I wish I had a short answer when I am asked why I wanted to make a film about ‘waste’, some snappy sound bite to sum it all up but I don’t …you see it’s complicated and cumulative just like waste.
I suppose I’d subconsciously been thinking about ‘waste’ for years, driving past a huge landfill on the way to London, seeing pictures of animals killed by rubbish but mostly it was hearing stories from people in Bradford and Beijing, Iceland and Mexico whose lives were all being profoundly affected by waste. But it wasn’t until I began lifting up the world’s wasteful skirt and looking underneath in earnest that it became an all-consuming passion. For wherever I looked, Mount Everest (where volunteers regularly remove tonnes of rubbish) to the heartbreak of the albatrosses on the Midway Islands, so hauntingly documented by Chris Jordan, to space, the photograph (albeit a mock up – is on our Facebook page) of how much space junk they now estimate is orbiting our planet – I was left in no doubt that man has made a big mess of terra firma.
As I continued my research I was also struck by the fact that not that many people really knew the true extent of the problem. I’m not talking about ordinary people like me and you but scientists, politicians and decision makers who had no idea of the true effect waste is having on us all. But at the end of my research there was one thing I did know and that was we all needed to see the big picture.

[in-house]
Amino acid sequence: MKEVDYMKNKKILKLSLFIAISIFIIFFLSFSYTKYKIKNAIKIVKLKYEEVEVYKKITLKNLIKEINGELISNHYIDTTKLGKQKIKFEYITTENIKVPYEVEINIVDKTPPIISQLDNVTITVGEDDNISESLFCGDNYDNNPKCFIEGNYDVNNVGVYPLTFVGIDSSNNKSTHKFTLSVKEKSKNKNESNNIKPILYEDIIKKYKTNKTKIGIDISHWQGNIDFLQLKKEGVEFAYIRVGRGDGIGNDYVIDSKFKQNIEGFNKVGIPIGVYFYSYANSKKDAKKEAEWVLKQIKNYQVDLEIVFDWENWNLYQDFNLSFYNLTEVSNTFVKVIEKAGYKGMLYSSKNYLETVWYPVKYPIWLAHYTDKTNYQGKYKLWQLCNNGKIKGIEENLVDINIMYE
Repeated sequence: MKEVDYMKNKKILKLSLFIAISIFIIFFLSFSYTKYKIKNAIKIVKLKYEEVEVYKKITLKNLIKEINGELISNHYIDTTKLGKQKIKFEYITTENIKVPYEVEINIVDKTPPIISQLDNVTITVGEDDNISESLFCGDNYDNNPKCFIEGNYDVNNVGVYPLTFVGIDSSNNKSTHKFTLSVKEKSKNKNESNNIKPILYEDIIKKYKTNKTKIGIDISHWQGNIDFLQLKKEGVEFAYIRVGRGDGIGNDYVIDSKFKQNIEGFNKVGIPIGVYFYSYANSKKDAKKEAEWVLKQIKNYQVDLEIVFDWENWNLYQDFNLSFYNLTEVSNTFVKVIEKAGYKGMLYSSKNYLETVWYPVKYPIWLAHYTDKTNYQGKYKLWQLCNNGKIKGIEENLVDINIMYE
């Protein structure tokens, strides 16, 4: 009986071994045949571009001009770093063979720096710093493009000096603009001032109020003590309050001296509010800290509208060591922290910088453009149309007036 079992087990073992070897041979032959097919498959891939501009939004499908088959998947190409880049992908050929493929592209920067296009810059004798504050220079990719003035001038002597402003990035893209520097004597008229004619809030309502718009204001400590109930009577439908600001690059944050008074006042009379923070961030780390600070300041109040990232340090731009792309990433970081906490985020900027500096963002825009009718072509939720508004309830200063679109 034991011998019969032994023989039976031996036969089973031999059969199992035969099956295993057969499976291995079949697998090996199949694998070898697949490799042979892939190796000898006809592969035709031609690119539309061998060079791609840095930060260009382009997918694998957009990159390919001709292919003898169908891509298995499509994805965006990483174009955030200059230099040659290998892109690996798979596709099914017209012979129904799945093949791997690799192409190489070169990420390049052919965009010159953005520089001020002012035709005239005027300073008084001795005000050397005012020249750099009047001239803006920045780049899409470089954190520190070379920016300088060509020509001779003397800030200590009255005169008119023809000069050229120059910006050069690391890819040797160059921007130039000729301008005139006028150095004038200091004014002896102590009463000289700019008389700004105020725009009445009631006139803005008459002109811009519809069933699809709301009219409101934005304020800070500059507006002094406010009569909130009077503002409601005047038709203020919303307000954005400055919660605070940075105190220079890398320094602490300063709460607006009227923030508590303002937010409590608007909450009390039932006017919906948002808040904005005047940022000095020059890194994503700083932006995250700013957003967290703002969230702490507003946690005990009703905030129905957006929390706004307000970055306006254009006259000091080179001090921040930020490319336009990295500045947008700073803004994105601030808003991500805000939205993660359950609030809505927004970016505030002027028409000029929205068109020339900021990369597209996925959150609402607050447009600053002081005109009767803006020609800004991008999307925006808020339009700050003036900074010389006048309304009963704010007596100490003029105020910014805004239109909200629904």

The making of ‘Trashed’ will have to be the subject of a whole other blog or nine, it has been that full of highs and lows but it owes a tremendous debt of gratitude to all its friends and advocates and two in particular. Firstly, Jeremy Irons whose commitment and passion has been unending. We did hard core travelling and working with a tiny crew in difficult circumstances. No assistants here. The other is Vangelis, who after seeing the rushes of the film put all other projects on hold so he could devote every waking hour to scoring and performing the extraordinary soundtrack for ‘Trashed’ in time for it’s debut at the Cannes Film Festival. Something I could never have dreamt of happening ever and for which we are all forever grateful.
Since Cannes, Trashed has been to twelve more film festivals and has its American premiere on December 14th in New York and Los Angeles. It will also have a theatrical release in South America and the U.K. in the Spring. Check Facebook and all the usual suspects for upcoming details for releases and other bits of news.
Lastly I’d like to thank you for all your support, to the amazing people all over the world who have helped me throughout this project but more importantly to all of you who are out there at the coal face, fighting every day on the side of right and justice for the sake of your communities and the future of the planet.